There’s one kitten nibbling my calf as I write this–apparently Savannahs are into lovebites, tiny, soft nibbles that aren’t all THAT soft and certainly get your attention–and the other is threatening the bluejays at the back door.

Savannah cats are supposed to be as trainable as dogs, i.e., you can persuade them to obey YOUR taboos, such staying out of the glass display cases. Or refraining from climbing into a 4-foot urn to eat the pussywillows.

I’ve accordingly invested in a small bag of the smelliest dried shrimp in the world, and a book, “Train Your Cat in 10 Minutes.”

It’s day 3 of our training regimen. The 10-minute bit is a lie.

Trust me on this.

My cousin Robyn is in town for the weekend, a last hurrah before she gets too pregnant to travel by plane. She and spouse Jeff are having a little boy in January and for now, she’s calling him “baby bump.” They have other names in mind but I’m sworn to secrecy.

I sent them baby combat booties–Robyn talks suicide bombers out of trees or something for the feds, and Jeff does special forces-type stuff that movie stuntmen only dream about. This kid will probably emerge designing TIE fighters and strangling terrorists with rattlesnakes, so an early start on the combat gear seemed appropriate.

We met up at Portland Farmer’s Market this morning–Robyn’s addicted–and shopped for awhile, picking up harvest apples and cheeses. Then we walked down to the waterfront to meet up with a few of Robyn’s friends. We talked babies, Portland, babies, breast pumps, babies, and babies. A friend with 6-month twin boys arrives, all strollered up, and we walk the waterfront, watching the geese.

There’s a group demonstrating what it’s like to be blind, pairing up and blindfolding each other; a film crew is shooting them as part of a documentary. Their leader wanders up and hands us blindfolds and releases to sign.

“Uhm…don’t you think it’s a little risky to ask a pregnant woman and a lady pushing two babies in a stroller to walk blindfolded?” I ask, and he reconsiders, then hands the blindfold to me.

I shake my head–I experience almost blind every time I remove my glasses, so I’m not eager to go all the way. We follow the pseudoblindfolk for awhile, then move on.

I figure mammas with strollers and women with baby bumps are by nature slow movers, so I prepare to plod…only to be left in the dust. These particular mamas are all “hashers,” i.e., folk who do this weird, masochistic, ironman-style racing thing for fun. Robyn could probably stop a tank with her quads–these ladies don’t know the meaning of slow.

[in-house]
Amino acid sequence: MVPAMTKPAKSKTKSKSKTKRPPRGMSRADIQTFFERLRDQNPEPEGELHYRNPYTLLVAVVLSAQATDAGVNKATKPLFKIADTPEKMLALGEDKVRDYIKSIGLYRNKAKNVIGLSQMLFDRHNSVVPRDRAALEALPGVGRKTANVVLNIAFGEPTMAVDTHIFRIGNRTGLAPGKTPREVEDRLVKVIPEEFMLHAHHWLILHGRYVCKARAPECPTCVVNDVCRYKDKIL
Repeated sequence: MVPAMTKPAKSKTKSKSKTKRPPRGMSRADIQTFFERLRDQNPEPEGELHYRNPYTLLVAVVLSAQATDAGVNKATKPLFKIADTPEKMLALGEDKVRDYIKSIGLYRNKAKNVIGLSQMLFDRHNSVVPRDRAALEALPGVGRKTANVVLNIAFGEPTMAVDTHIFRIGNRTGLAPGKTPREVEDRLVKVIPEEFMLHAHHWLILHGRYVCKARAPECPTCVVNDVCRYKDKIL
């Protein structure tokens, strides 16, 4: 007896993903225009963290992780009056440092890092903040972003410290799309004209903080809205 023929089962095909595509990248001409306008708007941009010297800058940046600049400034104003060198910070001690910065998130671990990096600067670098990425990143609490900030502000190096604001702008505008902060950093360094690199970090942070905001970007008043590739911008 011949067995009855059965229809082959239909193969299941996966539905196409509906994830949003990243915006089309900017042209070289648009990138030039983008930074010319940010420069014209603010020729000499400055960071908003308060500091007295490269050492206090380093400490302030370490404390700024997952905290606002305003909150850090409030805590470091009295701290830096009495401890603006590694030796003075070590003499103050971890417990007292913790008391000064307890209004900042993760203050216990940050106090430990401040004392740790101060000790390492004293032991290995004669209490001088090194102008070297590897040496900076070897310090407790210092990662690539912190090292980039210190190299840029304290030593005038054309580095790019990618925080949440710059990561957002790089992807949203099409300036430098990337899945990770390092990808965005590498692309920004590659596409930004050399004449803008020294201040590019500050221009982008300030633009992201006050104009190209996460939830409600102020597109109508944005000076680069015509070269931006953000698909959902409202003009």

We do a few miles at a brisk pace, generating enough breeze to blow the babies’ pacifiers out of the stroller–and I find that Portland has broken the law of gravity to become entirely UPhill. Robyn glances at my red and puffing face, and suggests we stop at a cafe for juice.

I gratefully suck up fresh lemonade and–having nothing to contribute in the way of baby stories–listen and watch. Robyn’s hand curves protectively around her belly, stroking gently as she talks. I don’t think she even notices. She smiles faintly as she touches her baby bump, looking serene in a Madonna kinda way that isn’t like Robyn at all. It’s like caterpillar to butterfly, strong, decisive woman to strong, decisive woman and mother.

Robyn’s friend is already there. One of her twin babies, the one in back of the tandem stroller, nods off, while the one in front coos and waves his arms furiously, reaching out to us. His mamma plucks him from the stroller, whirls him joyously in the air and nuzzles his cheek, whispering in his ear. He smiles; she hands him to Robyn to be fussed over, and turns to the other twin.

This baby is quiet, inwardly focused, and sleepy; she strokes his cheek softly and adjusts his little tie-on bonnet. She’ll keep him to herself all afternoon. He has Downs Syndrome, and she stands guard over him, daring anyone to comment.

We cuddle the first boy while her eyes never leave the second. Once or twice, I hear her sigh softly, as if she’s afraid he’ll hear.

My friends with Downs Syndrome children say they’re the best part of their families, and they happily thrive. I’m sure this boy will thrive, too…but my heart breaks a little at the inevitable comparisons he’ll face, with his twin. Alike in every respect save one, I wonder what’s in store for them both.

Later, at home, Nikki Tikkimaus jumps into my lap to demand a pet. I obey.

Kittens are easier.